A third-generation physician with family roots in Barbados, Dr. Phillips, an assistant professor of medicine, focuses her research and clinical practice on a deadly blood cancer that disproportionally strikes Caribbean natives.
“I was a competitive figure skater growing up, and I think that discipline—practicing at 5 a.m. before school—has stuck with me. I remember working hard to learn a jump called an axel; I fell and broke my arm and was very frustrated, but I’ll never forget the first time I landed it in competition. It taught me to be persistent—and that applies to my career, as I’ve faced challenges in my research.
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I am a medical oncologist and hematologist specializing in bone marrow and stem cell transplant, and I study adult T-cell leukemia/lymphoma, an aggressive blood cancer; on average, patients with this type of cancer survive less than a year. It’s caused by a virus that’s endemic in the Caribbean, where about 20 million people carry it, though less than 5 percent get the disease.
Some of my research has been on its epidemiology, studying the Caribbean-American population in Brooklyn, and conducting clinical trials of a number of novel therapies, including immunotherapy.
The published statistics on the disease unfortunately haven’t improved, but I can count a handful of cases where when a patient’s prognosis was less than a year yet they lived as long as five—so I do feel that I’m helping my patients live longer. Serving the Caribbean population in New York, I’ve developed strong relationships, not just with patients but their family members.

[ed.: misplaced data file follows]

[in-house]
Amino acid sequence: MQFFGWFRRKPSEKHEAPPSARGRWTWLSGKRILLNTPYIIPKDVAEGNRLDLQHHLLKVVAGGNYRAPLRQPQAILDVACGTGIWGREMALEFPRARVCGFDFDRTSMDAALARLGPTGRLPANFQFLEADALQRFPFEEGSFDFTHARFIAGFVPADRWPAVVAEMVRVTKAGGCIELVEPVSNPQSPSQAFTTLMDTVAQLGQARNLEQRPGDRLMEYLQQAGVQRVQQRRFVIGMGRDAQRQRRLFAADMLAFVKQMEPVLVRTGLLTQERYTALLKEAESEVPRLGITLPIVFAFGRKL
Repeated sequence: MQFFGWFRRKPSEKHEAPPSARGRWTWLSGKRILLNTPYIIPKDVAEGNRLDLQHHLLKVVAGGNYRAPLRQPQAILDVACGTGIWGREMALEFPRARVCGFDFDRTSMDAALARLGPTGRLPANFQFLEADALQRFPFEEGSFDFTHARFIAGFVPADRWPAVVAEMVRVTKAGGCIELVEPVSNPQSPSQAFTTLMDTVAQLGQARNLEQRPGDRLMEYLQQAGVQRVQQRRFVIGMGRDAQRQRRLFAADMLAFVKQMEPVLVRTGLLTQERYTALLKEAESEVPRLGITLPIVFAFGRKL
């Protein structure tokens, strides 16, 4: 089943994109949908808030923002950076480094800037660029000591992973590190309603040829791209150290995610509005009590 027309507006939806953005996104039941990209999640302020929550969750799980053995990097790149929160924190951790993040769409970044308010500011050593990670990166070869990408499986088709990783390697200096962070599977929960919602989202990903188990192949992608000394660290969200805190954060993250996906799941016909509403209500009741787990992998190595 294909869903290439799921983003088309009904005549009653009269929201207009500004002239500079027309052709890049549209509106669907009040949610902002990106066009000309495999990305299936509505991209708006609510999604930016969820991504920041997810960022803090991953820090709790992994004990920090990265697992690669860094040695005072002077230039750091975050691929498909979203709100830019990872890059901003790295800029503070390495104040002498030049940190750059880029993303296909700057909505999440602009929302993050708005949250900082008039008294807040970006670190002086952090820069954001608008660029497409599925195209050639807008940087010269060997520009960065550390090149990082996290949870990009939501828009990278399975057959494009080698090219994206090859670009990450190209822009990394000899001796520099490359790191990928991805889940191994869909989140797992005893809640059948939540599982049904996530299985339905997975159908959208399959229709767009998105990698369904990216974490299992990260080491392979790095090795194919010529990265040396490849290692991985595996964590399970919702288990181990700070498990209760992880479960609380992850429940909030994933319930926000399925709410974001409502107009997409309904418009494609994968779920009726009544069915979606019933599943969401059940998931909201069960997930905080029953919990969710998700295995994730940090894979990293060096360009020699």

I think it’s important to them that I’m someone who understands their culture, who looks like them, who understands what they’ve been through. Even though I’m practicing in New York, I’m treating patients who immigrated here looking for better lives—just like my grandfather, who came from Barbados to attend City College before going to medical school. My family has given me strong role models, particularly female ones.
My mother is an oncologist who was president of the American Medical Women’s Association of New Jersey; my grandmother was the first superintendent of Provident Hospital, which was the all-black hospital in Baltimore, and she was dedicated to training black physicians and nurses and providing care to minority patients. Both of them modeled strength for me—not just professionally, but in their devotion to community. That’s my family’s legacy.”
Story curated from Weill Cornell Medicine-Office of External Affairs